Posted by ampontan on Thursday, July 29, 2010
The statesman who should attempt to direct private people in what manner they ought to employ their capitals, would not only load himself with a most unnecessary attention, but assume an authority which could be safely trusted to no council and senate whatever, and which would nowhere be so dangerous as in the hands of a man who had folly and presumption enough to fancy himself fit to exercise it.
- Adam Smith
A COMMITTEE OF EXPERTS in the Cabinet Office’s Tax Commission released on 22 June an interim report on amending the tax code. The commission is under the direction of Finance Minister Noda Yoshihiko, and its offices are located in the Budget Bureau of the Finance Ministry (i.e., the control tower of the Japanese administrative state). The report is calling for tax increases—in a deflationary period—and justify them this way:
It is an important task to arrest the spread and the growing permanence of income gaps in order to realize a society in which the people can live with peace of mind. Therefore, it is an important task to restore the redistribution function of the tax code in conjunction with the social security system…To achieve this, it will be necessary to implement reforms that return to the progressive structure of taxation for income and assets, and restore the redistribution function of the tax code.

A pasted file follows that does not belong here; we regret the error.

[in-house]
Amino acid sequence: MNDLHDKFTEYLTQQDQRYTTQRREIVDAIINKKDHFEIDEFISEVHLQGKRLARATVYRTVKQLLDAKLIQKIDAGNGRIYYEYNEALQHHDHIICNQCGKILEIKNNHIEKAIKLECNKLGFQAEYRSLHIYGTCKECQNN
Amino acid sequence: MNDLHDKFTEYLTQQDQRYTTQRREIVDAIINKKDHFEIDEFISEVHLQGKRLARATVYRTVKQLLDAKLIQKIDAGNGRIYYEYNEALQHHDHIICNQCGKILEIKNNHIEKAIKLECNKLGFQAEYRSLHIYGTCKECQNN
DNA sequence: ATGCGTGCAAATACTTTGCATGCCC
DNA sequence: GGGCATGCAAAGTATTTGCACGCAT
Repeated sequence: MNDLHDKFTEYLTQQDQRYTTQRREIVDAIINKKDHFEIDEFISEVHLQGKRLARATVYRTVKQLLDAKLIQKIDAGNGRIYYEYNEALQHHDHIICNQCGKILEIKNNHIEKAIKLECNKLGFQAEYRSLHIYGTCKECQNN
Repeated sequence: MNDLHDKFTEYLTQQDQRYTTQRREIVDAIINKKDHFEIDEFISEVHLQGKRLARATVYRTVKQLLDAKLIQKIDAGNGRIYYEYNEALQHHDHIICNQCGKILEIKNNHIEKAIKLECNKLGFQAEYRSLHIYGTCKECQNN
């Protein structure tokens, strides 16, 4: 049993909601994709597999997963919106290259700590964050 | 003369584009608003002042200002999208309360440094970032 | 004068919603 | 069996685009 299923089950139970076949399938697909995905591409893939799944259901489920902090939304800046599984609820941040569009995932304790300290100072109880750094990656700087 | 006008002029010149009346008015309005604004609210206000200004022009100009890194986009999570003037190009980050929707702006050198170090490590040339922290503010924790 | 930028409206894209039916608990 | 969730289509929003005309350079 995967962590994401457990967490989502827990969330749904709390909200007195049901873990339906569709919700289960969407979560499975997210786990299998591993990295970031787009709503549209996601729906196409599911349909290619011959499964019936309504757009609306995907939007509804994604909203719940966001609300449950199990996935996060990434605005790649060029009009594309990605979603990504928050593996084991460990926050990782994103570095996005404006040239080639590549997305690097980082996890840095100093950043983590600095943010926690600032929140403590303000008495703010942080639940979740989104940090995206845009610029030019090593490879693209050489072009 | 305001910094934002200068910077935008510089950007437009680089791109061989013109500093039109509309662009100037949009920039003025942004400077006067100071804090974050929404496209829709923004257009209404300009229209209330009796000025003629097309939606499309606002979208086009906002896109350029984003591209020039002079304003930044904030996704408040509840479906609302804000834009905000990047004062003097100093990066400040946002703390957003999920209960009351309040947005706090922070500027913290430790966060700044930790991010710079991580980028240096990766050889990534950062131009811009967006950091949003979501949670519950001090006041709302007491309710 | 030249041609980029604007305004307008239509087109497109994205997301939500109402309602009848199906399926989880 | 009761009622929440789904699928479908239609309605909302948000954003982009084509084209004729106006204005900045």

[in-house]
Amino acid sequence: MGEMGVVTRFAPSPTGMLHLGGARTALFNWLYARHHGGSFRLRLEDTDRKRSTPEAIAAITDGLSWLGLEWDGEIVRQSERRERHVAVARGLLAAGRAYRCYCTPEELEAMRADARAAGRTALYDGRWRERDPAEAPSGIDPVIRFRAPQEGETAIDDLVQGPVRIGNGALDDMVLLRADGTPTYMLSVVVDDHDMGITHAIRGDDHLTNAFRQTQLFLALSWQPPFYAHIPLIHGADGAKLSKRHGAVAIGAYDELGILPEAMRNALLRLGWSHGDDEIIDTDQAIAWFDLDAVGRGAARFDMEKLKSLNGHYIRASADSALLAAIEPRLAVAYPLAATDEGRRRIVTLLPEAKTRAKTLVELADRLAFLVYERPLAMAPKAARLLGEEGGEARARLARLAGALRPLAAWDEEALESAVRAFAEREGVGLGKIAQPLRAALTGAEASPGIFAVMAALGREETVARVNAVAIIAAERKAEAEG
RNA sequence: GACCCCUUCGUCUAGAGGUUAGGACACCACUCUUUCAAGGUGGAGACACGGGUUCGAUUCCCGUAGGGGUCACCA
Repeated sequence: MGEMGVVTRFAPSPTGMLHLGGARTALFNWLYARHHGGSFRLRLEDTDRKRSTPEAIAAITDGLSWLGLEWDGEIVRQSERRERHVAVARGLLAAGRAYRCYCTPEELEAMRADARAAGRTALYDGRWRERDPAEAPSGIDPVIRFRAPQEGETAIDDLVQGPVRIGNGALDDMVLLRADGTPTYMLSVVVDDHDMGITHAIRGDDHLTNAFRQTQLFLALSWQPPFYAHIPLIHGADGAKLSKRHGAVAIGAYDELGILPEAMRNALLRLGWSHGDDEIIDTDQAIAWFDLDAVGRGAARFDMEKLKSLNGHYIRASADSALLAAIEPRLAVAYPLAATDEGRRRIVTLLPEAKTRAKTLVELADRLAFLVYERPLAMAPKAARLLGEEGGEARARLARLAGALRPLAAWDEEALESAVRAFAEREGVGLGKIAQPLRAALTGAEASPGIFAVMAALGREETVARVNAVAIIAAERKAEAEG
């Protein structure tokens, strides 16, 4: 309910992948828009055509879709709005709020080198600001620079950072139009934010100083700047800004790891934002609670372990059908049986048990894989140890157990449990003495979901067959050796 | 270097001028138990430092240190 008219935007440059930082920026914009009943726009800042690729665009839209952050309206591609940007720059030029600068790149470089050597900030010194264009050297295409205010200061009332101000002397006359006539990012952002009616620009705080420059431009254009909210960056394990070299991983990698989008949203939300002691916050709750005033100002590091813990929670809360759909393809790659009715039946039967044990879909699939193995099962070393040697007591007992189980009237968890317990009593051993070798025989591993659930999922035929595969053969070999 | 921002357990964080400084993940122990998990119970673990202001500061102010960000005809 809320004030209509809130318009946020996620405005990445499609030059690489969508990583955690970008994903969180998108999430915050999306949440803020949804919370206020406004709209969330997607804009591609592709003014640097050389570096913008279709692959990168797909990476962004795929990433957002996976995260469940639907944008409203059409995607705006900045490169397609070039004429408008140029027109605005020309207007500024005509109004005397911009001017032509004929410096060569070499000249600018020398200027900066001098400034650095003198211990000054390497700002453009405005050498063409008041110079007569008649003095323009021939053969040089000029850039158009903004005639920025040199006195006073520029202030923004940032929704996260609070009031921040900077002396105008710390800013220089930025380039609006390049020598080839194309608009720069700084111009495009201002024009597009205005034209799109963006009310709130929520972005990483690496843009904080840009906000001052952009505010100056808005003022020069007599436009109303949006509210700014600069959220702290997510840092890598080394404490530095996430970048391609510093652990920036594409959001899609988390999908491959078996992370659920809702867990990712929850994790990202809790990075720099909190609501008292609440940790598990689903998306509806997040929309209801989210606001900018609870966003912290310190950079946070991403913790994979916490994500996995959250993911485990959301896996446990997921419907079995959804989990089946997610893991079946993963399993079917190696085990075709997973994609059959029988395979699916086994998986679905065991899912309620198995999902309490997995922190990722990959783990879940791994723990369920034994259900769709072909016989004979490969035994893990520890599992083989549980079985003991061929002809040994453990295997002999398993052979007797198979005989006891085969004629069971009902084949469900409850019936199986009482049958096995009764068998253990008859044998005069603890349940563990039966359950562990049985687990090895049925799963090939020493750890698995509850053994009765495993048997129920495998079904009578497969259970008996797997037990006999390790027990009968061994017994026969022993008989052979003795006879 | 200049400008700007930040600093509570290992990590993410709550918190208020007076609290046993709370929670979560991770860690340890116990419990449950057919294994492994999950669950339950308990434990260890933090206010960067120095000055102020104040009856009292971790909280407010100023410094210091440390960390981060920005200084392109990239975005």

Every word of this is horse feathers, including the “a”s, “and”s and “the”s. This is not a country in which people are dying of malnutrition in the gutter while toffs in top hats and tails laugh and look the other way. Though that comic book vision may have informed the politics of many DPJers when they were younger, they’re much more comfortable nowadays in karaoke sing-alongs with the background music provided by a television commentariat plucking the heart strings to play variations on a theme of income gaps and society’s weaklings.
Income taxes in this country are neither particularly low nor unfair. The top rate is 40%, equivalent to that in Britain and France, and higher than the current 35% in the United States. If local taxes are factored in, the highest rate climbs to 50%.
In any event, it is not the business of government to take upon itself the adjustment of any income gaps based on proper economic activity, nor would it be possible to do so, considering the eternal gaps among individuals and the groups they form in effort, abilities, and intelligence—all of which are evident as early as grade school. It’s even possible to observe the behavior of teenagers in a shopping mall to get a rough guide as to which end of the gap they’ll wind up on in adulthood. Which kids are browsing software and computers, and which kids are spending their time and their dimes in video game centers?
The only business of government is to see that economic activity is conducted honestly and within a legal structure that minimizes group privilege. Well, that, and to incorporate into their thinking consideration of events overseas, such as the reasons the Berlin Wall no longer exists, and why most of the countries that were on the eastern side of it have moved to flat or flatter taxes and away from the failures of the “income distribution function”.
Here’s how they’re planning to go after assets: